The Federal Court found that the respondents’ use of CBC’s copyrighted material was for an allowable purpose and amounted to fair dealing. The respondents used the material to criticize the ideas and actions of Trudeau and of the Liberal Party and to mount a political campaign that sought to secure votes to form a government, said the court.
The court also weighed the six factors found in Society of Composers, Authors and Music Publishers of Canada v. Bell Canada, 2012 SCC 36 (CanLII),  2 SCR 326 and determined that the use of the copyrighted material overall supported a finding of fairness.
The CBC ruling, as it stands, provides that a dealing can qualify as criticism if the video clip used supports the critical thesis of the work in which the user embeds the clip, which means that the user no longer needs to critically comment on the clip itself, whereas traditionally, a critical analysis of the content of the clip was required before the court would even consider whether the dealing was fair, Zener and Winegust told Canadian Lawyer.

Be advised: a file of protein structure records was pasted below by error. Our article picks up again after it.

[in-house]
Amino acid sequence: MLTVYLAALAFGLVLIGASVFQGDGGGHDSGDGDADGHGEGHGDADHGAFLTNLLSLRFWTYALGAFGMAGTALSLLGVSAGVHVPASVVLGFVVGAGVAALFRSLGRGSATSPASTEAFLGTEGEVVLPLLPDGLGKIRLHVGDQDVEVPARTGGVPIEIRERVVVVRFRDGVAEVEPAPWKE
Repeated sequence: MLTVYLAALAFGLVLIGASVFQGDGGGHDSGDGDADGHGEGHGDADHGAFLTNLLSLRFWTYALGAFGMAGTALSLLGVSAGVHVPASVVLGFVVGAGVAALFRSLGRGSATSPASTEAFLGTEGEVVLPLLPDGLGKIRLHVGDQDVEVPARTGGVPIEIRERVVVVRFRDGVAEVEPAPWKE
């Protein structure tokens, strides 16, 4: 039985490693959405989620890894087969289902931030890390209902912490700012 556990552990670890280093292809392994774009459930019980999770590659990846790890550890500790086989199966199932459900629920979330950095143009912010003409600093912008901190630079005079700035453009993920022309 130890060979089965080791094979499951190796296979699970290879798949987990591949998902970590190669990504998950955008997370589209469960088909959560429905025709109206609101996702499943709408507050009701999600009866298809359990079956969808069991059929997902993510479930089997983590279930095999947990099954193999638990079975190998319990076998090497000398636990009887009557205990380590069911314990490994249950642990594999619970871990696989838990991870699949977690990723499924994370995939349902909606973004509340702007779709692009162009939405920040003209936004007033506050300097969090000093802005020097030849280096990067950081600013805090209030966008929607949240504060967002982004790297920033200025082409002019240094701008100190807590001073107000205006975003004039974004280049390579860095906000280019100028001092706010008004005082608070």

The CBC decision also offered a large and liberal interpretation to the technical source attribution requirements in the Copyright Act in the matters of fair dealing and of news reporting when it found that it was sufficient for CBC’s logo to be embedded and visible in the clips, the two IP lawyers say.
The CBC ruling, alongside the Ontario court’s 2020 decision in the Wiseau case, which also broadly interpreted what can be considered news reporting to include documentary films, demonstrates an emerging trend of courts willing to find fair dealing where the content has been repurposed in a manner that contains a public interest component, say Zener and Winegust.